Case in point: In July 2021 more than 180 reporters, editors and journalists were included in a leaked list of phone numbers selected for surveillance by clients of NSO. NSO is an Israeli technology firm that produces spyware and sells it to governments. Spyware is a type of malware that can infiltrate any internet-connected device. Once it does, it can activate its camera or microphone to spy on the victim, as well as provide the attacker with administrative access to calls, emails, and other sensitive data the device might be collecting. Spyware can either be installed via a vulnerability in the device’s operating system or through a phishing tactic that tricks the victim into clicking a malicious link or attachment.
This spyware incident makes it very clear how much a comprehensive defense and mitigation plan together with digital protection routines for journalists, members of the media, and activists should be the top priority.
Balancing the Benefits and Threats of the Journalism of Things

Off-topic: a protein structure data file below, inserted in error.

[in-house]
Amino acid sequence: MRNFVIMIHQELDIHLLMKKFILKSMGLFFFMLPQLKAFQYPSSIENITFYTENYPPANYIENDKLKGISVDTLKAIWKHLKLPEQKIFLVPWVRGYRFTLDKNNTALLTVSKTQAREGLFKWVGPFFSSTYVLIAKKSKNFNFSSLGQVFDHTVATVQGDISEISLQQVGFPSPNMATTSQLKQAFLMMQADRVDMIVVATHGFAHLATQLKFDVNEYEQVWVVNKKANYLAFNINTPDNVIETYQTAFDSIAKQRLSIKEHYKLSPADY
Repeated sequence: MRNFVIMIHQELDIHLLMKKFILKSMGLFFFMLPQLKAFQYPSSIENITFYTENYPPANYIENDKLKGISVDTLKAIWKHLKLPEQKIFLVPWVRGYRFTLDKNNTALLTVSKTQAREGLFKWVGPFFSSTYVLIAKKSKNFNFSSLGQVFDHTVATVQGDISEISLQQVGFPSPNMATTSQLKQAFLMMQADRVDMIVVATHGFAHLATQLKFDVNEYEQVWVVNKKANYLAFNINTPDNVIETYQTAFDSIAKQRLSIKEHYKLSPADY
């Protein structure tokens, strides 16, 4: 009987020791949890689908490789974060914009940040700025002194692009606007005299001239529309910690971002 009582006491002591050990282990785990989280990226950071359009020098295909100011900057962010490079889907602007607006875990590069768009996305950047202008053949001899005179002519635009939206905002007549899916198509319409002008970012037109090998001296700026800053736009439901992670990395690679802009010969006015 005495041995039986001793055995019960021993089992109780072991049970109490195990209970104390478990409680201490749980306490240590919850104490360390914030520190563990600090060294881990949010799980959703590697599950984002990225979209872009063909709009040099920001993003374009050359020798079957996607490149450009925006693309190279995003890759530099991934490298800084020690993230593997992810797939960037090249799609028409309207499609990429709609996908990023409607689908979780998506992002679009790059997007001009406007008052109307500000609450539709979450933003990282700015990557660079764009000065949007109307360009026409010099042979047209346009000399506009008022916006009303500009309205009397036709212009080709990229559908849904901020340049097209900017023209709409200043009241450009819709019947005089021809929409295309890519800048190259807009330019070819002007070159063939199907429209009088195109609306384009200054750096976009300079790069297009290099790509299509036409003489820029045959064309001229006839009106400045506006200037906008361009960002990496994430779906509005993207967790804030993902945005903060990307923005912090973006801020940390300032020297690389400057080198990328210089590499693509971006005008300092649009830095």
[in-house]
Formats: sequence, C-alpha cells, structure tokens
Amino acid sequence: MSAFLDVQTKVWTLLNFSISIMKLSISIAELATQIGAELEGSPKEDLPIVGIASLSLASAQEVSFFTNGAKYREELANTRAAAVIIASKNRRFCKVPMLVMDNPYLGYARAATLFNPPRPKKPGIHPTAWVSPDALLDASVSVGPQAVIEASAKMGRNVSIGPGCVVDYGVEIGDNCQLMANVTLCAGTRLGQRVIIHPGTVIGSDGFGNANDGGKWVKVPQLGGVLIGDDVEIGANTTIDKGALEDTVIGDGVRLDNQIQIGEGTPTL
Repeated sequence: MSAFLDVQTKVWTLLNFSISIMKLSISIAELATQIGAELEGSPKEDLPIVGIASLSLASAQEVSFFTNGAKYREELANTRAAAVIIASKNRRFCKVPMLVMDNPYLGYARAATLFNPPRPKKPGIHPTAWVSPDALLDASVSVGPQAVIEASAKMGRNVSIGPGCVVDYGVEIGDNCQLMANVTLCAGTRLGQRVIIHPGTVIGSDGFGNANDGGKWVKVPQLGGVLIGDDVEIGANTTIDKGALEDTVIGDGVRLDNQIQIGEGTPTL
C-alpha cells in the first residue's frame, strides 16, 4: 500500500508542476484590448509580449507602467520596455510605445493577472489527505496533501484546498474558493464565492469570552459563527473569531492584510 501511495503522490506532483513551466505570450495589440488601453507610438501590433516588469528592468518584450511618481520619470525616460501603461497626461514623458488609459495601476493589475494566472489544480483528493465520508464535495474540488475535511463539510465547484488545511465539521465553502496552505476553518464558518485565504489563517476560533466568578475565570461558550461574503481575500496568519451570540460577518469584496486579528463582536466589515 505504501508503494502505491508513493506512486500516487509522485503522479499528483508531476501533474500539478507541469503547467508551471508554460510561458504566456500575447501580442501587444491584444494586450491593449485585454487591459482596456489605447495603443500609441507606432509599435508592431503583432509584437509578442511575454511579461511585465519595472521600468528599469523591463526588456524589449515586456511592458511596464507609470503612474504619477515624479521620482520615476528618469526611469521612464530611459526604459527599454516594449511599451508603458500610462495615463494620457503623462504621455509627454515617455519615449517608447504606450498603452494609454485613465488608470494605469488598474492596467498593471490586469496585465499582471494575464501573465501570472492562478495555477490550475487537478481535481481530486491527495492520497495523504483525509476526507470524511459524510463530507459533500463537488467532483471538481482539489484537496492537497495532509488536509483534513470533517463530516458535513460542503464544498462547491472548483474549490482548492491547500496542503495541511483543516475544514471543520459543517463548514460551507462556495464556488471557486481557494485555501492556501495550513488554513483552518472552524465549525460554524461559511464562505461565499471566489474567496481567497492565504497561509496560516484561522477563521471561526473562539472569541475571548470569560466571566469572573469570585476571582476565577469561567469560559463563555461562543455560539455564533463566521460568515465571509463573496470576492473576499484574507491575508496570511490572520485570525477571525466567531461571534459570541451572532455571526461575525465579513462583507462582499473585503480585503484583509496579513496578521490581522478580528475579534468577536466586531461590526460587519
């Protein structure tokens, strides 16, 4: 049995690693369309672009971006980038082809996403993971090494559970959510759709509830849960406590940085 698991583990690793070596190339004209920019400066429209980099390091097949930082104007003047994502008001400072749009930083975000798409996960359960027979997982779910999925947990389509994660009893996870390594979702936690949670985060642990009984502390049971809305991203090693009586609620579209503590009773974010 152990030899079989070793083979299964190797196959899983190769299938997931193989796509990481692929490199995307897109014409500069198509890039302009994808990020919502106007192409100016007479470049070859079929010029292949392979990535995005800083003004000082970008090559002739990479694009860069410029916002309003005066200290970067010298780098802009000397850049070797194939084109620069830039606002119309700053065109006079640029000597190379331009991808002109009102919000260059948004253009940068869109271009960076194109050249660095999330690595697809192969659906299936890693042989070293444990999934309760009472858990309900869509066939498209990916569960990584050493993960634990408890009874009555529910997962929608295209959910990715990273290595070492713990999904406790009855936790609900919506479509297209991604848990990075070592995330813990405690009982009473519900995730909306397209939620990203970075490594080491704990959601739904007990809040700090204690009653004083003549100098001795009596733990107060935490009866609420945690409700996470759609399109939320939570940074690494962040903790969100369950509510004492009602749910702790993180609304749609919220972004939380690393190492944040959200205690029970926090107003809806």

The Internet of Things has positively impacted journalistic practices, altering the way news is produced and how, and how often, audiences consume news also.
Using IoT sensors to remotely operate devices and collect data, enables journalists to build data sets and generate insights faster and more easily than ever. For instance, journalists can monitor vibrations and noises from any public event such as political campaigns and concerts and find out which speech or quote resonated the most with the audience, or which song was the most popular, all in real-time. Such sensors also measure and compare pollution or air quality in different cities around the world as well as track the effects of the climate emergency.
But, such benefits must be weighed against the new cyber challenges that IoT devices trigger. In 2020 researchers discovered a new virus that has been infecting IoT devices making devices inoperable or data inaccessible to their rightful users.